A new school year has started in Ukraine but thousands of children in the war-torn east are unable to attend because of ongoing clashes with pro-Russia rebels. In Ukraine's capital, patriotic education has become the norm along with donations to support injured security forces fighting to take back rebel-held areas. VOA's Daniel Schearf reports from Kyiv.
Video

Video Ukraine Schools Resume Classes, Donate to Government Forces

A new school year has started in Ukraine but thousands of children in the war-torn east are unable to attend because of ongoing clashes with pro-Russia rebels. In Ukraine's capital, patriotic education has become the norm along with donations to support injured security forces fighting to take back rebel-held areas. VOA's Daniel Schearf reports from Kyiv.
Video

Video US Detainees Want Negotiators for Freedom in North Korea

The three U.S. detainees held in North Korea were permitted to speak with foreign media Monday. The government of Kim Jong Un restricted the topics of the questions, and the interviews in Pyongyang were limited to five minutes. Each of the men asked Washington to send a representative to Pyongyang to secure his release. VOA’s Carolyn Presutti has our story.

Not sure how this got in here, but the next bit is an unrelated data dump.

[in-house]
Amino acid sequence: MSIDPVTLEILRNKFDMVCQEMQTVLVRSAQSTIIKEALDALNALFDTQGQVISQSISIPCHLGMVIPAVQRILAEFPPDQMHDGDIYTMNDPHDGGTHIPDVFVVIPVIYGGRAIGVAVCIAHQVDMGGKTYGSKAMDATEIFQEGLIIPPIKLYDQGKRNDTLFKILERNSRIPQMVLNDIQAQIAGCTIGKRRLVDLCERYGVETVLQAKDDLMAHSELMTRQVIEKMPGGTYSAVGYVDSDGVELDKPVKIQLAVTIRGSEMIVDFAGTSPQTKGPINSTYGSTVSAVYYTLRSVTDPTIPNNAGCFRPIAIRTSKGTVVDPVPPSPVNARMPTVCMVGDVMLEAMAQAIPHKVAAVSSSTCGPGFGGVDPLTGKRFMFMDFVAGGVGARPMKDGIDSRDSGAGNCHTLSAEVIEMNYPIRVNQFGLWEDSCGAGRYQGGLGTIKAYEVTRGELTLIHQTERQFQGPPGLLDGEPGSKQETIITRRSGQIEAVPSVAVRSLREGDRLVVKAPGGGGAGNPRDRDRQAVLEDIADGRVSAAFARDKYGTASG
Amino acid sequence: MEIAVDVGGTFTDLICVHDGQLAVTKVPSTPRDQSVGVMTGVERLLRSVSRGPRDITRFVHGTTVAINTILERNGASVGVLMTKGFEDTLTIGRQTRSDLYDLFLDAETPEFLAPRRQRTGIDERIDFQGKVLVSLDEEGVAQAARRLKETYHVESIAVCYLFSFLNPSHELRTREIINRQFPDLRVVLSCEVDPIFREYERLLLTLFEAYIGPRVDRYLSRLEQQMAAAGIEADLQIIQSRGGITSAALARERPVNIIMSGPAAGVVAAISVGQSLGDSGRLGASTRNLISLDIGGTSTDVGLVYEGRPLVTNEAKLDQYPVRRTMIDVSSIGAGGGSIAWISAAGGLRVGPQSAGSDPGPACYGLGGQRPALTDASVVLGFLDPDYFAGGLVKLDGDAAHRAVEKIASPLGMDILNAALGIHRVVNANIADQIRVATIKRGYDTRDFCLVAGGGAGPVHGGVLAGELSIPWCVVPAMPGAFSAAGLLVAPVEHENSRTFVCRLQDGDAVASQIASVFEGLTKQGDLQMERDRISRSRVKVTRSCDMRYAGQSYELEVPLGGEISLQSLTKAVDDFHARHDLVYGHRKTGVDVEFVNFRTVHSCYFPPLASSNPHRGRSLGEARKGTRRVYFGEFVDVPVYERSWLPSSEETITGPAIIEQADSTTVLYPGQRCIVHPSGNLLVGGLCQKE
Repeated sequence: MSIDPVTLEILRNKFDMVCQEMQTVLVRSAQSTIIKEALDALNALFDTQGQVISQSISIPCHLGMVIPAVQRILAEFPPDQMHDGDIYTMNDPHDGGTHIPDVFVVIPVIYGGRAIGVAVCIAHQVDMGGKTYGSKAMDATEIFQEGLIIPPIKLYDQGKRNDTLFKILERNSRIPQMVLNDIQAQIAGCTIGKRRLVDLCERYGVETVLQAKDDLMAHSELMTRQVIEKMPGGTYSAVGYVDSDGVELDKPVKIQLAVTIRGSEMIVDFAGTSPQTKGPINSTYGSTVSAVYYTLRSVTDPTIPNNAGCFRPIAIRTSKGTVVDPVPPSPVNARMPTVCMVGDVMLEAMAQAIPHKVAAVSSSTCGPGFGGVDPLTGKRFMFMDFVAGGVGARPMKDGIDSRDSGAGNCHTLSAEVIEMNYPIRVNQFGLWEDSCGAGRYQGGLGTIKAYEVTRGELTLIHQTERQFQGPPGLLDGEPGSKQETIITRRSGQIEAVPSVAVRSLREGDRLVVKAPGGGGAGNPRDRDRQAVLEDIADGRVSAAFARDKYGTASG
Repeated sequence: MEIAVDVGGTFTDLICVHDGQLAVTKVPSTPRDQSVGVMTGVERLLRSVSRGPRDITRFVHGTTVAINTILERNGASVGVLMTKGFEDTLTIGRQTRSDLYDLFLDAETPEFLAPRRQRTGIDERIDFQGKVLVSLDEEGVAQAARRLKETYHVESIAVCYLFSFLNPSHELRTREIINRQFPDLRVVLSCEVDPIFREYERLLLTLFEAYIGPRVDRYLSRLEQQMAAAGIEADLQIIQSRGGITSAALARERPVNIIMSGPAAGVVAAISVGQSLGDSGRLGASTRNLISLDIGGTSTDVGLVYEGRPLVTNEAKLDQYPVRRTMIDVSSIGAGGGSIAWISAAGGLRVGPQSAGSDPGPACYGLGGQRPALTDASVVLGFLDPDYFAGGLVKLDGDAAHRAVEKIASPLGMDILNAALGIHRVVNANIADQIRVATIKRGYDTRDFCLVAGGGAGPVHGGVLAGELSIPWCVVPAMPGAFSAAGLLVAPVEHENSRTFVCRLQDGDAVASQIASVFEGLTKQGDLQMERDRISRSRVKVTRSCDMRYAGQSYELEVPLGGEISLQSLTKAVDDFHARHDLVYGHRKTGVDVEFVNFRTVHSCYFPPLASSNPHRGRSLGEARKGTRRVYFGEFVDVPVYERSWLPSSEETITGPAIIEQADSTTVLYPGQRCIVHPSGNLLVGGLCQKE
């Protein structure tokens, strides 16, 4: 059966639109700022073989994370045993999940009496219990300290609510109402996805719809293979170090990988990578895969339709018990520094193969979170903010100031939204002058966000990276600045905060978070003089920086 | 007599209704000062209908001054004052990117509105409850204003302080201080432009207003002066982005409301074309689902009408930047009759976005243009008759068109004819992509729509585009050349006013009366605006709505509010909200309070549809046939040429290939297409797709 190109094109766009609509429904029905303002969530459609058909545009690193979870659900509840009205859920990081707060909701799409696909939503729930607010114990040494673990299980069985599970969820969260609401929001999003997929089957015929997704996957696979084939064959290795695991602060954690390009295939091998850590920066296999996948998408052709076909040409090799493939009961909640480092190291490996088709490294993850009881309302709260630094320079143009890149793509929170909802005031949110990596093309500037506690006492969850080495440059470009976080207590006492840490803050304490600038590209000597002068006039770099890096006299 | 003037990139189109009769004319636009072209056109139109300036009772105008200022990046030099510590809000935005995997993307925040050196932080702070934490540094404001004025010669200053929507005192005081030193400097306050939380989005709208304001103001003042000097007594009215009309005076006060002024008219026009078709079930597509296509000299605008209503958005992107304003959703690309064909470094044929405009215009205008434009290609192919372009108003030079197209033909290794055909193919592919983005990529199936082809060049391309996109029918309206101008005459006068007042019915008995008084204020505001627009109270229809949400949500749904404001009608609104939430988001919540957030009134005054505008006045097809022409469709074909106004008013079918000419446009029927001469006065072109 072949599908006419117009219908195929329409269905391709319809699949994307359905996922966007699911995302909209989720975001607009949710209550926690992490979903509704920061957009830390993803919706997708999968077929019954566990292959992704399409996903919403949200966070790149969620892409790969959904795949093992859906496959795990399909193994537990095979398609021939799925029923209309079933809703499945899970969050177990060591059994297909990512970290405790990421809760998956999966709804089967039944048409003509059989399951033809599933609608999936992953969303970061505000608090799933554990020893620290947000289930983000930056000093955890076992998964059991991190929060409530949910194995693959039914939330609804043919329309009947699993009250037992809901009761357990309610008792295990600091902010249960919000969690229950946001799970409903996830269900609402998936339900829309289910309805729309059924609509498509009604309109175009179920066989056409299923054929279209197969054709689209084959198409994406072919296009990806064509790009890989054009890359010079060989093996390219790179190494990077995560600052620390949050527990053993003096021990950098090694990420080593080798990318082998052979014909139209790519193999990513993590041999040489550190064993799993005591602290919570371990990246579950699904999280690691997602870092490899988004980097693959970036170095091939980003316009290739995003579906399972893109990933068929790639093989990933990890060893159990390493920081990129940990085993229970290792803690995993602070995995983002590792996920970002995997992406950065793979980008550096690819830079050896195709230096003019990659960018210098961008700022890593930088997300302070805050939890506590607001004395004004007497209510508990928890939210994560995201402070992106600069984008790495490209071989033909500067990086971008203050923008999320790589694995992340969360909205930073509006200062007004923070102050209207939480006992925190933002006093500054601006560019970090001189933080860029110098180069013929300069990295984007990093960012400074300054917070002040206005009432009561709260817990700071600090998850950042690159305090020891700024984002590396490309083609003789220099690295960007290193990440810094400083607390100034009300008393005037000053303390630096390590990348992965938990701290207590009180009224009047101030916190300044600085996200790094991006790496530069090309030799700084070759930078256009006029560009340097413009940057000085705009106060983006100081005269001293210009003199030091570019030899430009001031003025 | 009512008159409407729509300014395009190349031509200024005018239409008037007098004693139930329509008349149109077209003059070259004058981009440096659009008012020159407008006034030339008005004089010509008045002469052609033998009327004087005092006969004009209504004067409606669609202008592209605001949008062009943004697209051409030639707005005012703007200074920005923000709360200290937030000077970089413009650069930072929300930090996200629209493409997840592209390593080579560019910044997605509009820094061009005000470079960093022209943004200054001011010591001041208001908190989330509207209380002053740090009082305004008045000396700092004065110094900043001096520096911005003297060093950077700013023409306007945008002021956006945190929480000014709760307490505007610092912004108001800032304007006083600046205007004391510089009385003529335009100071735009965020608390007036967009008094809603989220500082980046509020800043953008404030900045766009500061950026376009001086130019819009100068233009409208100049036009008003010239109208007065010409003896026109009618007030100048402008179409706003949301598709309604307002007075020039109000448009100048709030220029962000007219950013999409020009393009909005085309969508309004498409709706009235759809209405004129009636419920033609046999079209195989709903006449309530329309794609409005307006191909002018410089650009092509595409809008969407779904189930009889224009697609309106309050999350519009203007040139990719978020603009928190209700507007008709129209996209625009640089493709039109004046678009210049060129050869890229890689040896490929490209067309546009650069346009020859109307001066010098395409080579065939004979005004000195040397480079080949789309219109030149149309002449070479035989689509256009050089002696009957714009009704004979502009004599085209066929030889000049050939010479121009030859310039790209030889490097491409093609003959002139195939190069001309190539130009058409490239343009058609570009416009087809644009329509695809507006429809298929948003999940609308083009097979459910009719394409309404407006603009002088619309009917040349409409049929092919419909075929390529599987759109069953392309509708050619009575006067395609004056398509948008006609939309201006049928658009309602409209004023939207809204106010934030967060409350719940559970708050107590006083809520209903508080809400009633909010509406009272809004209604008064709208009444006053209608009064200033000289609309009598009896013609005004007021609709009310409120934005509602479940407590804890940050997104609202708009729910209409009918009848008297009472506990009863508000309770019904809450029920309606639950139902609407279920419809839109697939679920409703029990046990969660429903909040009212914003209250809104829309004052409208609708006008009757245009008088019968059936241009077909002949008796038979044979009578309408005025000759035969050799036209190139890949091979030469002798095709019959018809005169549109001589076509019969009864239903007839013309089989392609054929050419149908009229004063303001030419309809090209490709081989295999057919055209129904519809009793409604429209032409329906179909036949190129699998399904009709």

Video

Video Internet, Technology Offer New Tools for Journalists

The Internet and rapidly evolving technology is quickly changing how people receive news and how journalists deliver it. There are now more ways to tell a story than ever before. One school in Los Angeles is teaching the next generation of journalists with the help of a state-of-the-art newsroom. Elizabeth Lee has this report.
Video

Video Turkmen From Amerli Describe Survival of IS Siege

Over the past few weeks, hundreds of Shi'ite Turkmen have fled the town of Amerli seeking refuge in the northern city of Kirkuk. Despite recent military gains after U.S. airstrikes that were coordinated with Iraqi and Kurdish forces, the situation remains dire for Amerli’s residents. Sebastian Meyer went to Kirkuk for VOA to speak to those who managed to escape.